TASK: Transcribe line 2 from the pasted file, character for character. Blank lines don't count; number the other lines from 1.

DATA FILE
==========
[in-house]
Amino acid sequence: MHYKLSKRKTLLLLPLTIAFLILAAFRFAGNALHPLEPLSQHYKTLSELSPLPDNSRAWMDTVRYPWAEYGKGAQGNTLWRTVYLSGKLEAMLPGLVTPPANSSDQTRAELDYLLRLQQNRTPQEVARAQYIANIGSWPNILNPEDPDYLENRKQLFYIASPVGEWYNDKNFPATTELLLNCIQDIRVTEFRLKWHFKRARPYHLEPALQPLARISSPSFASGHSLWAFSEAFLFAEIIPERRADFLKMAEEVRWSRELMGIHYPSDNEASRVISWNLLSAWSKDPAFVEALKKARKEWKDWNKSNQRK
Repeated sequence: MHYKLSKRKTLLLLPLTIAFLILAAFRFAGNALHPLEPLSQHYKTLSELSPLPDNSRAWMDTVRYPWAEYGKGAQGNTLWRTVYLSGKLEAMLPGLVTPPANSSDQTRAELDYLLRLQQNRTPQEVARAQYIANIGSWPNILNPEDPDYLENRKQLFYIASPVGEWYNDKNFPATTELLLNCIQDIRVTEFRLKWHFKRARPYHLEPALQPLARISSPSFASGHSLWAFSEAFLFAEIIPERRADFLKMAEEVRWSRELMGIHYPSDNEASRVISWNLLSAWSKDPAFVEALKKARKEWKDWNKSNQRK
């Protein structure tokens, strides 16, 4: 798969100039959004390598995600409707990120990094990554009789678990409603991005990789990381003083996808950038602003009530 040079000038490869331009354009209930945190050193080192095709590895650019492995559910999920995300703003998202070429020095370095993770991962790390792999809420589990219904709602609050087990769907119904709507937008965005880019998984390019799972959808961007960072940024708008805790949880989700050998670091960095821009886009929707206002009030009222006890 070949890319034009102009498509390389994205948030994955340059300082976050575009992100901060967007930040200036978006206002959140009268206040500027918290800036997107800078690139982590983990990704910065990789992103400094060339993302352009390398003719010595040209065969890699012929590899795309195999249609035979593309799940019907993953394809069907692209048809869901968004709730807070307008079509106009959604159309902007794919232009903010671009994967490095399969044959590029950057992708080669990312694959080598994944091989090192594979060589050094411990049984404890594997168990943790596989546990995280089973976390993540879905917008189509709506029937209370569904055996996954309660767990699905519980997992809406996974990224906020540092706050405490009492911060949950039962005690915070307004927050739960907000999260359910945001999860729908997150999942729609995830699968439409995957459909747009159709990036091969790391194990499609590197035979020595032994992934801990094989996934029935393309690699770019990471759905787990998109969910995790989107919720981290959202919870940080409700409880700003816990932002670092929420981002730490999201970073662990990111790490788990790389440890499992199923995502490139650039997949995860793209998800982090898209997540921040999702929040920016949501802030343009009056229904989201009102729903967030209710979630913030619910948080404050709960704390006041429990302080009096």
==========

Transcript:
Amino acid sequence: MHYKLSKRKTLLLLPLTIAFLILAAFRFAGNALHPLEPLSQHYKTLSELSPLPDNSRAWMDTVRYPWAEYGKGAQGNTLWRTVYLSGKLEAMLPGLVTPPANSSDQTRAELDYLLRLQQNRTPQEVARAQYIANIGSWPNILNPEDPDYLENRKQLFYIASPVGEWYNDKNFPATTELLLNCIQDIRVTEFRLKWHFKRARPYHLEPALQPLARISSPSFASGHSLWAFSEAFLFAEIIPERRADFLKMAEEVRWSRELMGIHYPSDNEASRVISWNLLSAWSKDPAFVEALKKARKEWKDWNKSNQRK